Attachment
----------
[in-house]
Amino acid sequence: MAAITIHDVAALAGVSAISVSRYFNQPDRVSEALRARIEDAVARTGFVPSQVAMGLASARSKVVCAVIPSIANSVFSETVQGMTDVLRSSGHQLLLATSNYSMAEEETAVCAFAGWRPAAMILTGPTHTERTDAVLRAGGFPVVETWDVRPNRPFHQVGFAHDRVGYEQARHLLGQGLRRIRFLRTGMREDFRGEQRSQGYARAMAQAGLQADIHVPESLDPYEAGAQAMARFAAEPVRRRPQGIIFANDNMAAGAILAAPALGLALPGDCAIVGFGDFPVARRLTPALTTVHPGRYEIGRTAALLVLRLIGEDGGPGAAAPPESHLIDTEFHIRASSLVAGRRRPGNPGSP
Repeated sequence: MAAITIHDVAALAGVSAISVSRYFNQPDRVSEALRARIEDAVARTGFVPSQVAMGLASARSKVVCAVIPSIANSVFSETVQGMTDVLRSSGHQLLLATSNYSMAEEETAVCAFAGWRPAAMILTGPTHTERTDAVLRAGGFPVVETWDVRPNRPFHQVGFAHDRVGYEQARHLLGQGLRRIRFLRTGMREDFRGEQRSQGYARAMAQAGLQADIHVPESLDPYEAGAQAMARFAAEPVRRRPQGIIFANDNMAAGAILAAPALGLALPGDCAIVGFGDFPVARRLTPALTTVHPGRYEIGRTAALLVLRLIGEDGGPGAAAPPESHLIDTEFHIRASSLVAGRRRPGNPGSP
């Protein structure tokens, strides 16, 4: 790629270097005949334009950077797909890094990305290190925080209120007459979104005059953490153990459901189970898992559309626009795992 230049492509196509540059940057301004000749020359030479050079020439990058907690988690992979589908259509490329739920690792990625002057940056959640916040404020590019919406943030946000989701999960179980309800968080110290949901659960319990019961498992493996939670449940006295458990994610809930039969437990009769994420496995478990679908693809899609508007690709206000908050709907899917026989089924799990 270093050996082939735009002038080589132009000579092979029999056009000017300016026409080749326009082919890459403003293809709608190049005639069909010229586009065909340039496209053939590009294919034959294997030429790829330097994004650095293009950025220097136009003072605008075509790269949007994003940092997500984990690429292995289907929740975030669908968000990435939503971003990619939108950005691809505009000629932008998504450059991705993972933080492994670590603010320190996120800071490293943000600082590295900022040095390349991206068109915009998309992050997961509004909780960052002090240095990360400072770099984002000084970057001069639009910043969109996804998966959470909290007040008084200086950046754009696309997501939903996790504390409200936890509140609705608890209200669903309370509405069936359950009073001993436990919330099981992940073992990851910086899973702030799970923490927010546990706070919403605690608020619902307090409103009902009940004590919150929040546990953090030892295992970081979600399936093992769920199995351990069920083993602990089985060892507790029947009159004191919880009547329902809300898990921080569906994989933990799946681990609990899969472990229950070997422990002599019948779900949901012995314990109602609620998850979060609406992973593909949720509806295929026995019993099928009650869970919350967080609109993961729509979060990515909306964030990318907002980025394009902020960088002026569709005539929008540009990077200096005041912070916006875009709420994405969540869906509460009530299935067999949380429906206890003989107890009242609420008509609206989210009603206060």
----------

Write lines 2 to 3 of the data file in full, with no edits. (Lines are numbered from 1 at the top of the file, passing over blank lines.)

Amino acid sequence: MAAITIHDVAALAGVSAISVSRYFNQPDRVSEALRARIEDAVARTGFVPSQVAMGLASARSKVVCAVIPSIANSVFSETVQGMTDVLRSSGHQLLLATSNYSMAEEETAVCAFAGWRPAAMILTGPTHTERTDAVLRAGGFPVVETWDVRPNRPFHQVGFAHDRVGYEQARHLLGQGLRRIRFLRTGMREDFRGEQRSQGYARAMAQAGLQADIHVPESLDPYEAGAQAMARFAAEPVRRRPQGIIFANDNMAAGAILAAPALGLALPGDCAIVGFGDFPVARRLTPALTTVHPGRYEIGRTAALLVLRLIGEDGGPGAAAPPESHLIDTEFHIRASSLVAGRRRPGNPGSP
Repeated sequence: MAAITIHDVAALAGVSAISVSRYFNQPDRVSEALRARIEDAVARTGFVPSQVAMGLASARSKVVCAVIPSIANSVFSETVQGMTDVLRSSGHQLLLATSNYSMAEEETAVCAFAGWRPAAMILTGPTHTERTDAVLRAGGFPVVETWDVRPNRPFHQVGFAHDRVGYEQARHLLGQGLRRIRFLRTGMREDFRGEQRSQGYARAMAQAGLQADIHVPESLDPYEAGAQAMARFAAEPVRRRPQGIIFANDNMAAGAILAAPALGLALPGDCAIVGFGDFPVARRLTPALTTVHPGRYEIGRTAALLVLRLIGEDGGPGAAAPPESHLIDTEFHIRASSLVAGRRRPGNPGSP